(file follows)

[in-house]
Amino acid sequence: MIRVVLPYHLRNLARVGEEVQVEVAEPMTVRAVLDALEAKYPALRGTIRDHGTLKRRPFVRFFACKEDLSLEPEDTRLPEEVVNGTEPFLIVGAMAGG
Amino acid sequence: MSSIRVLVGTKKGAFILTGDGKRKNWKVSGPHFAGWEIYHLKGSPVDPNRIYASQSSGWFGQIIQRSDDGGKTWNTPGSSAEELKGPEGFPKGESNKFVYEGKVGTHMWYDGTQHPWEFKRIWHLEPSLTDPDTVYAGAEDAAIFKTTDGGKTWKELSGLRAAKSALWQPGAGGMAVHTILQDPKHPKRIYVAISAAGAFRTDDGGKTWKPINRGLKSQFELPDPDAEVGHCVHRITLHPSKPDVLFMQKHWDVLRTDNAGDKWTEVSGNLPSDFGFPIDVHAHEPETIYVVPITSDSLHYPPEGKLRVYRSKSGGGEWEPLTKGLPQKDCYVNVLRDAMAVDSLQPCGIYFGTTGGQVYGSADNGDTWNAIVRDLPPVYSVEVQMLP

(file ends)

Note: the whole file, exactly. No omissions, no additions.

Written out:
[in-house]
Amino acid sequence: MIRVVLPYHLRNLARVGEEVQVEVAEPMTVRAVLDALEAKYPALRGTIRDHGTLKRRPFVRFFACKEDLSLEPEDTRLPEEVVNGTEPFLIVGAMAGG
Amino acid sequence: MSSIRVLVGTKKGAFILTGDGKRKNWKVSGPHFAGWEIYHLKGSPVDPNRIYASQSSGWFGQIIQRSDDGGKTWNTPGSSAEELKGPEGFPKGESNKFVYEGKVGTHMWYDGTQHPWEFKRIWHLEPSLTDPDTVYAGAEDAAIFKTTDGGKTWKELSGLRAAKSALWQPGAGGMAVHTILQDPKHPKRIYVAISAAGAFRTDDGGKTWKPINRGLKSQFELPDPDAEVGHCVHRITLHPSKPDVLFMQKHWDVLRTDNAGDKWTEVSGNLPSDFGFPIDVHAHEPETIYVVPITSDSLHYPPEGKLRVYRSKSGGGEWEPLTKGLPQKDCYVNVLRDAMAVDSLQPCGIYFGTTGGQVYGSADNGDTWNAIVRDLPPVYSVEVQMLP